Gledswood was a tower house which is now incorporated into a barn at Gledswood Farm.
Originally part of the lands associated with Dryburgh Abbey, after the Reformation Gledswood passed to the Erskine family then the Wright family by 1644. A William Lauder of Gledswood is recorded in 1650.
In the mid-17th century Gledswood appears on Gordon’s map as Gladswood and on Blaeu’s map as Glaidswoode.
The current building is rectangular in plan with harled walls and has crow-stepped gables and an external stair to the rear. The central door has a carved stone surround and features a gunloop to one side. A lintel carved with the date 1703 and the initials PR and JS probably reflects remodelling work at that time.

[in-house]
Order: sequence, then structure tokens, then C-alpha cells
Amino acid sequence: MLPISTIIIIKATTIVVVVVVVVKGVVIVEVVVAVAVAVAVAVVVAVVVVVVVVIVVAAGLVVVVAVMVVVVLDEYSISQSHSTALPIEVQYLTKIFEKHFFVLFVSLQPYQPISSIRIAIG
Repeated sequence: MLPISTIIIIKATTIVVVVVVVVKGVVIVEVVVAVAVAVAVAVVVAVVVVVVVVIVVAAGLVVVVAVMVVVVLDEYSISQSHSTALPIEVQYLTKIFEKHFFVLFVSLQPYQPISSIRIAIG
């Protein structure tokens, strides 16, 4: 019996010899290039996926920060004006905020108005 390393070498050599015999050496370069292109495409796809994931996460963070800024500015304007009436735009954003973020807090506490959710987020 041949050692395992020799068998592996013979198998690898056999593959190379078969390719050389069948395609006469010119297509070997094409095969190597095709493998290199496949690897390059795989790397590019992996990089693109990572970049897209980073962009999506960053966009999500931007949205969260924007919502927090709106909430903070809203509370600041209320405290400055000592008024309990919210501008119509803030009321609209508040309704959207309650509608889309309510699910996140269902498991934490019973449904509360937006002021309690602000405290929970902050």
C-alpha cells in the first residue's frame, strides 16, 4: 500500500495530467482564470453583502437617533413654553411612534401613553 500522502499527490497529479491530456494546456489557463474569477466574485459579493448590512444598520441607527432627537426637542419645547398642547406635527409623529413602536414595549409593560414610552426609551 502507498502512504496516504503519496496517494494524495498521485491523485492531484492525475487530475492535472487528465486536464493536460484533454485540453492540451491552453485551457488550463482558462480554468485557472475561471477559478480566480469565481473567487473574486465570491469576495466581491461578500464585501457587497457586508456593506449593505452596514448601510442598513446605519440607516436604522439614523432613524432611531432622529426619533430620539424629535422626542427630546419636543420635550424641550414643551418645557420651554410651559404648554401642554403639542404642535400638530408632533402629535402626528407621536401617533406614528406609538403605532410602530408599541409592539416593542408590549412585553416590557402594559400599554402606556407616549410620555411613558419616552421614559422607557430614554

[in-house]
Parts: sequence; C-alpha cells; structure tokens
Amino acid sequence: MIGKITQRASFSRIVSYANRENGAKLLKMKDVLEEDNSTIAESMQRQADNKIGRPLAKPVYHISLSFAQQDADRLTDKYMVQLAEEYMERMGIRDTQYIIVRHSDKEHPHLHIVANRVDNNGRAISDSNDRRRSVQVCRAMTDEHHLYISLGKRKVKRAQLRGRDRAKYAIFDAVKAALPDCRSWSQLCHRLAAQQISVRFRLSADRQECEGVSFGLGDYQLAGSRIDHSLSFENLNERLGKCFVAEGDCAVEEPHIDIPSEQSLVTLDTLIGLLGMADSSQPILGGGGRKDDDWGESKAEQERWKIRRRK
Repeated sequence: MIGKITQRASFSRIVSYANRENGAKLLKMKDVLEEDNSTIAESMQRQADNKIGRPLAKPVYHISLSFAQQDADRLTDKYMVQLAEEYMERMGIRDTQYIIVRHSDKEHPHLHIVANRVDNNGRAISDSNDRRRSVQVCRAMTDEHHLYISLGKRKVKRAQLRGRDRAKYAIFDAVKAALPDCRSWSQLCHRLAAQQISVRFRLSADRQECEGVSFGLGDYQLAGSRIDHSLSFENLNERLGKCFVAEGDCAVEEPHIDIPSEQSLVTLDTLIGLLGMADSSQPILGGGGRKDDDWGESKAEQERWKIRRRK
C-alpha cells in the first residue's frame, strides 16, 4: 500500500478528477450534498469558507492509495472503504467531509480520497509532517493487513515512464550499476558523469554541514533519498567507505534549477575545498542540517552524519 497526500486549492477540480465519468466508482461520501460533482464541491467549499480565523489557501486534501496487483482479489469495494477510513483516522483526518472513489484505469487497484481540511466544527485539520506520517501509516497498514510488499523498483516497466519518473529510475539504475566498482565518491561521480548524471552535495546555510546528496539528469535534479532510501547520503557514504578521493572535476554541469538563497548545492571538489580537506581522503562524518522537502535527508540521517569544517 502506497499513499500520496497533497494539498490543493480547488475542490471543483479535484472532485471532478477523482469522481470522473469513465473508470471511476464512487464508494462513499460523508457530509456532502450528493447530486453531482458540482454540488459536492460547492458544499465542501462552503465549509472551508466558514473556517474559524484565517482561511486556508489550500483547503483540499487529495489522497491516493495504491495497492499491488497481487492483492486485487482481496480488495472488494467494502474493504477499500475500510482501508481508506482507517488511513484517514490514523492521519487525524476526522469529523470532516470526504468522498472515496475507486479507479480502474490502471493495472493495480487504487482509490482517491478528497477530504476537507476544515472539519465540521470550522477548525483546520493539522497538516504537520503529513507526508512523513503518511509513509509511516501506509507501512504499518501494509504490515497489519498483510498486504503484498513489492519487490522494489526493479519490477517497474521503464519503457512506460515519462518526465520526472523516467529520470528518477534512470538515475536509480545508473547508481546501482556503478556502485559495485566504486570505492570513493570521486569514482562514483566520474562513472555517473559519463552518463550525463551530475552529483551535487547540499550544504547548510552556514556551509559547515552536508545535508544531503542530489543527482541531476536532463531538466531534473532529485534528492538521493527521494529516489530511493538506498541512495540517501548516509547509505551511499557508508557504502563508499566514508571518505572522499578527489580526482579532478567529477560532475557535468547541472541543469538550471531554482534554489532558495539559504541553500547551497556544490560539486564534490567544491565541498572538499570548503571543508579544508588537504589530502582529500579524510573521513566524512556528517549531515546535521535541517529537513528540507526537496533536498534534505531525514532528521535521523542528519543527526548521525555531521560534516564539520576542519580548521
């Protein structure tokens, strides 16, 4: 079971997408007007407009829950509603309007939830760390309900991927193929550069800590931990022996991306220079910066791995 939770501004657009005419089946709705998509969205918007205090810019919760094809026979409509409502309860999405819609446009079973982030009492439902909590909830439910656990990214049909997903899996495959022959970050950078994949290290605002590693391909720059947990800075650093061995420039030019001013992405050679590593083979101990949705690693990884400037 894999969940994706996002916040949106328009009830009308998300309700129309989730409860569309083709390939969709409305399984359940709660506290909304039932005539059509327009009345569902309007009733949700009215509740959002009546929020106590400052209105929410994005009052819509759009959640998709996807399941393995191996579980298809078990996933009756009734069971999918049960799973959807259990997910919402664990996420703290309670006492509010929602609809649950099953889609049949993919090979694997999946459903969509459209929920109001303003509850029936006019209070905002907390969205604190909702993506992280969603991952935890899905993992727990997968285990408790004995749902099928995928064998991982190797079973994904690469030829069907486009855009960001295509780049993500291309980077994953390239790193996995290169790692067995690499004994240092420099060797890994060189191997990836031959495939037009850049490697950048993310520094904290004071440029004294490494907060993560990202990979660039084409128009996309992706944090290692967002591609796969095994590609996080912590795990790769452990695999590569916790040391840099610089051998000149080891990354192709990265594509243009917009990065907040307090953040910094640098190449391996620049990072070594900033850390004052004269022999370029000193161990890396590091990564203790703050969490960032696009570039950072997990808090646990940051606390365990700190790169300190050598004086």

Gledswood was replaced in the early 19th century by a new house to the east, also called Gledswood, and the older building became known as Old Gledswood House. It is now used as a barn and is surrounded by the buildings of Gledswood Farm.